I remembered thinking that if I was a multi-millionaire that I would trade it all just to finish this great tour in the peleton. Now today as I ran under the 1km to go red kite, I would not trade my tour for theirs with all their drugs and cheating tarnished sport, not even for millions of dollars.



Just then I woke up from my day dream as a  runner called Raul joined me as I ran towards Hotel Perla who kindly offered to put up with me for two nights!
Many thanks!


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4 Responses to “MAILLOT JAUNE”

  1. Ed Says:

    Still reading your amazing story Tony, its brilliant the help you are getting as you make your way through Mexico, I hope you keep on getting the same sort of help as you continue the adventure south.
    Its a shame you didn’t get the recognition when you got home for a couple of weeks, I think it was the same time as Gerry the deca-ironman was returning from England and he was on all the radio stations etc. But I’m sure in any case by the time you are running your next Dublin marathon you’ll be getting the recognition you deserve.

  2. Diana and Bill Says:

    We are also still following your ‘dream’ and are so glad you have your ‘escorts’ with you (please let them know how happy we in the USA are for them to be with you–your “Angels”).

    Stay safe and cool…

  3. stewart cochrane Says:

    yes b y’ we got internet…my ipod is playing some mccarney….old stuff…
    the mosquitos are horendous…like the heat where you are ….nothing happens till 8:00am then we’re off flying in helicopter
    truly an amazing counrtyside..( torgat mtnts national park is north of us) ….think polar bears

    another great read tony with awesome pics ….keep on keepin on…
    katheryn completed a ten miler ( TELY TEN) on sunday in 1:14 hrs

    amazin feat …she came in fourth in her age group

    we’ll see you at the finish line MAILLOT JUAUNE

    gods speed tony

    your friends in newfoundland

    stewart and bernie cochrane

  4. Greg Havely Says:

    Wow–Tony–just seems like yesterday we were discussing ways to go through Mexico and decided Baja would be OK–and it has been better then that. The Angels have been terrific!!!–And you are now through the desert and soon on to the mainland of Mexico—and south—-You are unbelievable—Keep the stories coming—cheers–Your friend–Greg

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About Tony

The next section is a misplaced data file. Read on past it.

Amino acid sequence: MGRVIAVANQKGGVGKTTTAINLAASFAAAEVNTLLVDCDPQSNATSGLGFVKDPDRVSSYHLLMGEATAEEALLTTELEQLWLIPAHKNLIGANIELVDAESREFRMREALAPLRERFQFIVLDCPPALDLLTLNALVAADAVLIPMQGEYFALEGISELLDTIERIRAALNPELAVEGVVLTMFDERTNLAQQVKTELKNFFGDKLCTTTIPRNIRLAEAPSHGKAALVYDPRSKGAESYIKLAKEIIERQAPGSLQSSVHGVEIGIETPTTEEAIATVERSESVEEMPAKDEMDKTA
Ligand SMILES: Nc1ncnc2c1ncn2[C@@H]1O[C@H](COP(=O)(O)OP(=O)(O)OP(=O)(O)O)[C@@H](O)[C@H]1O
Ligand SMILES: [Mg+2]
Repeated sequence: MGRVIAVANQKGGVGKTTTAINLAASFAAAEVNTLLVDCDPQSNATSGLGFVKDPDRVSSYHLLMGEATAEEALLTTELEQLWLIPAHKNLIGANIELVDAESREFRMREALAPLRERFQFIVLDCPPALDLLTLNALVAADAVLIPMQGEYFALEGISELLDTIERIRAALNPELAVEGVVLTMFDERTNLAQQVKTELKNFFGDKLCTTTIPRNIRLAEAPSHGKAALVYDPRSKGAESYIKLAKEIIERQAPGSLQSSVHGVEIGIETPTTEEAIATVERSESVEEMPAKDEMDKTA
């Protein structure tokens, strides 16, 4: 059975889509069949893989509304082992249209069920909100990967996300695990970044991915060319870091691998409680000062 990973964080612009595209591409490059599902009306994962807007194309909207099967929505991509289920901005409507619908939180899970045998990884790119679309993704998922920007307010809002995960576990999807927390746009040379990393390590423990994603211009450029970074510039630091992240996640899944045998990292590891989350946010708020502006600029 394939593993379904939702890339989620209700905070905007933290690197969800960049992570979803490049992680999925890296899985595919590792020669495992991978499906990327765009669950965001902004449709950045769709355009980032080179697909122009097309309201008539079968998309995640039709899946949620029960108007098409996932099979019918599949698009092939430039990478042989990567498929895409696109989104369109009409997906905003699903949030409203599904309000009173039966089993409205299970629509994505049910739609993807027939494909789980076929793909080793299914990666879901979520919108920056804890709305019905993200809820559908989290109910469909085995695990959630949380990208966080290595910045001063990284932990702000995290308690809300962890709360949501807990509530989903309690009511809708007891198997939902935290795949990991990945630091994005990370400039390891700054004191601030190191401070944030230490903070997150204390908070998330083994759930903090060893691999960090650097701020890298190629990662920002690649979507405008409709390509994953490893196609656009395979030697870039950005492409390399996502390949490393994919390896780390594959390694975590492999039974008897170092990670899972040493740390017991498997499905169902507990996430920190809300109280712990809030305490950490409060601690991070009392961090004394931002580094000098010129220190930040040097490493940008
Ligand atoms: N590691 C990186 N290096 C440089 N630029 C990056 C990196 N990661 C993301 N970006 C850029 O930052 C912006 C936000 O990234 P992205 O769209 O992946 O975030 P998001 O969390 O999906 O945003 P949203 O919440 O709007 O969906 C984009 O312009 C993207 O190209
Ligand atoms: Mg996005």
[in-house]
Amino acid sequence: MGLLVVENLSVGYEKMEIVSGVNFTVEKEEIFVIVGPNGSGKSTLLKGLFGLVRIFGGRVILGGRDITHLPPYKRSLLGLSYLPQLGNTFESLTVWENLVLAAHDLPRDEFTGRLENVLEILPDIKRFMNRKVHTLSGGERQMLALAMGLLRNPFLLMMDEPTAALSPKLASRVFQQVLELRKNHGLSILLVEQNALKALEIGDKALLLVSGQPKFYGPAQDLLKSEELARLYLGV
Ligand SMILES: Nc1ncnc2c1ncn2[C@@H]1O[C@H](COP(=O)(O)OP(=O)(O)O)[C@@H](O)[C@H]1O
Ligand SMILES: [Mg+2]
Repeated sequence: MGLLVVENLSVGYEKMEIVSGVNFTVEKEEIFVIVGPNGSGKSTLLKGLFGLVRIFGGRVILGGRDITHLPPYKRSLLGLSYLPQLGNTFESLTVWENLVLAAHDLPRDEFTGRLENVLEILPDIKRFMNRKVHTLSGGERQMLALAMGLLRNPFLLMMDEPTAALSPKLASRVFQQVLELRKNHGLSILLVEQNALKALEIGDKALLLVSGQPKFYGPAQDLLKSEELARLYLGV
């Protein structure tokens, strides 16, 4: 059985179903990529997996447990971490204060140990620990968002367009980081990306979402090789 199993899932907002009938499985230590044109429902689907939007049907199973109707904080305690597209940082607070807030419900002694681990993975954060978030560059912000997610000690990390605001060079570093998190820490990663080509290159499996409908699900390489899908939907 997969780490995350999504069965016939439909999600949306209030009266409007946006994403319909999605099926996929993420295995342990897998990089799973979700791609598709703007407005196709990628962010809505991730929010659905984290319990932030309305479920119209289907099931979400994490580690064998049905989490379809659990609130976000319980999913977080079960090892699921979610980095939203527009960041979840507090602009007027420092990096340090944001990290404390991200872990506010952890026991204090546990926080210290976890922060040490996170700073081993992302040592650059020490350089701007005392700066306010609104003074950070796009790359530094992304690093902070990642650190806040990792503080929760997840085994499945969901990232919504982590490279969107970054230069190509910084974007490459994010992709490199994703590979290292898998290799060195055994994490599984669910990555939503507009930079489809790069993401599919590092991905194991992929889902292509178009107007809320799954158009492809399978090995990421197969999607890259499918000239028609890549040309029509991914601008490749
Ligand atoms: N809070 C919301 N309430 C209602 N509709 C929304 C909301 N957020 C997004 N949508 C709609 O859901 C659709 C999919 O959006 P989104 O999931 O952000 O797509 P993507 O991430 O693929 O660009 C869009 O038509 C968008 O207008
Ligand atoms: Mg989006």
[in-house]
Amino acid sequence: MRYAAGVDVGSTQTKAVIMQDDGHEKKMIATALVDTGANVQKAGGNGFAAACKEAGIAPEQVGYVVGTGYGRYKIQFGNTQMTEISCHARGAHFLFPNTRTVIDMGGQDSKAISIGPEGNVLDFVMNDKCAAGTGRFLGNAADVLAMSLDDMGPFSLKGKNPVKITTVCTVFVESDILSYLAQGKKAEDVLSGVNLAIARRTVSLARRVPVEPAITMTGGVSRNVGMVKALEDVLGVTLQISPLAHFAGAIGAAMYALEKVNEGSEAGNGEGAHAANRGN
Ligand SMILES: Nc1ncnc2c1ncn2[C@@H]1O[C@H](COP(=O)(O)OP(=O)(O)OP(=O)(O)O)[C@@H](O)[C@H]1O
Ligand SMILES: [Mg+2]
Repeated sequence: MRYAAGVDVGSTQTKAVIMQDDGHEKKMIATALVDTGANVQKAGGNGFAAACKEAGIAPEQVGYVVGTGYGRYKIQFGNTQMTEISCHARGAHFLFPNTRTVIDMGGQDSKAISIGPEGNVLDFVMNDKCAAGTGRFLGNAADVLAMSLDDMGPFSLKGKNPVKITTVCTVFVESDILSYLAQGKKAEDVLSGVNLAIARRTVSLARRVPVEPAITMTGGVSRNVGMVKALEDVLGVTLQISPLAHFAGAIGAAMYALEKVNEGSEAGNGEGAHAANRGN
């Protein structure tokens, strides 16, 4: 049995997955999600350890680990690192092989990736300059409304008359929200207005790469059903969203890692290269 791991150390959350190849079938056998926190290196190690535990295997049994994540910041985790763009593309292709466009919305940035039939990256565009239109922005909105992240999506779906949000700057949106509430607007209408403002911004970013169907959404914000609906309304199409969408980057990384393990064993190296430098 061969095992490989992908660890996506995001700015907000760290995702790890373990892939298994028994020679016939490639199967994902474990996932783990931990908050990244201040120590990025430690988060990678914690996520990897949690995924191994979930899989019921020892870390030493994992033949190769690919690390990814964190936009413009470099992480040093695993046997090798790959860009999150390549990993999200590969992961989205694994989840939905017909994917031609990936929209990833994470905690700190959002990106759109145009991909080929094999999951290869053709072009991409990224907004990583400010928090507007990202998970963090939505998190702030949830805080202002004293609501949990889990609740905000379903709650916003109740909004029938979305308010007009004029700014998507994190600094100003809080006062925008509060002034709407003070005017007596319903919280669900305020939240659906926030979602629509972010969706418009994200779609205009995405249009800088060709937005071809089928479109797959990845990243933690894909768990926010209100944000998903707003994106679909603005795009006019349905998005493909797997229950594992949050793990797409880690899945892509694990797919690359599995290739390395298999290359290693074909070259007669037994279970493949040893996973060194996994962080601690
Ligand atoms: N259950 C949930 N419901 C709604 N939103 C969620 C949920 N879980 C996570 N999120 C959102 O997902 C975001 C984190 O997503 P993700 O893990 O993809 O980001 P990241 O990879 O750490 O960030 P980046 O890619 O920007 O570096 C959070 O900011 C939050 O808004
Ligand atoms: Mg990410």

I have always considered myself to be an average runner. In school, I was even bullied for I was a sports wimp. Through hard work, dedication, perseverance, self-belief and a strong mind I succeeded in not only running around the world but breaking four ultra running world records during my competitive career. Having previously cycled around the world I didn't start running until I was almost 30. Then I had a dream of running around the world. For many reasons, I waited for over 20 years. One reason was to establish my pedigree as an endurance athlete. I started and finished my world run as the current World Record-Holder for 48 Hours Indoor Track 426 kilometres (265 miles), a record I have held since 2007. I also broke and still hold the World Record for 48 hours on a Treadmill 405 kilometres (251 miles) in 2008. When I retired from competition, more pleasing than any of my world, European or Irish records I had the respect of my fellow athletes from all over the world - in my opinion, sports greatest reward - an achievement I am most proud of. Then I finally put myself out to pasture, to live my ultimate dream to run around the world! This blog was written on the road while I struggled to find places to sleep and to recover from running an average of 43.3 kilometres or 27 miles per day for 1,165 road days. There were many nights I typed this blog on a smart phone, so fatigued my eyes closed. Many journalists and endurance athletes have referred to my world run as the most difficult endurance challenge ever attempted. During my expedition I rarely had any support vehicles, running mostly with a backpack. In the more desolate areas I pushed my gear, food and water in a cart which I called Nirvana, then I sent her on ahead to run with my backpack once again over altitudes of almost 5,000 metres in the Andes. I stayed in remote villages where many people had never seen a white person before. I literally met the most wonderful people of this world in their own backyard and share many of those amazing experiences in this blog. My run around the world took 4 years. There were no short cuts, I ran every single metre on the road while seeking out the most comprehensive route across 41 countries, 5 continents, I used 50 pair of running shoes and my final footstep of the run was exactly 50,000 kilometres, (almost 31,000 miles) I eventually finished this tongue in cheek named world jog where I started, at the finish line of my city marathon. I started my global run with the Dublin Marathon on October 25th 2010 and finished with the Dublin Marathon on October 27th 2014 at 3 05pm! Thank you for your support, I hope you can share my unique way of seeing the world, the ultimate endurance challenge! Read more...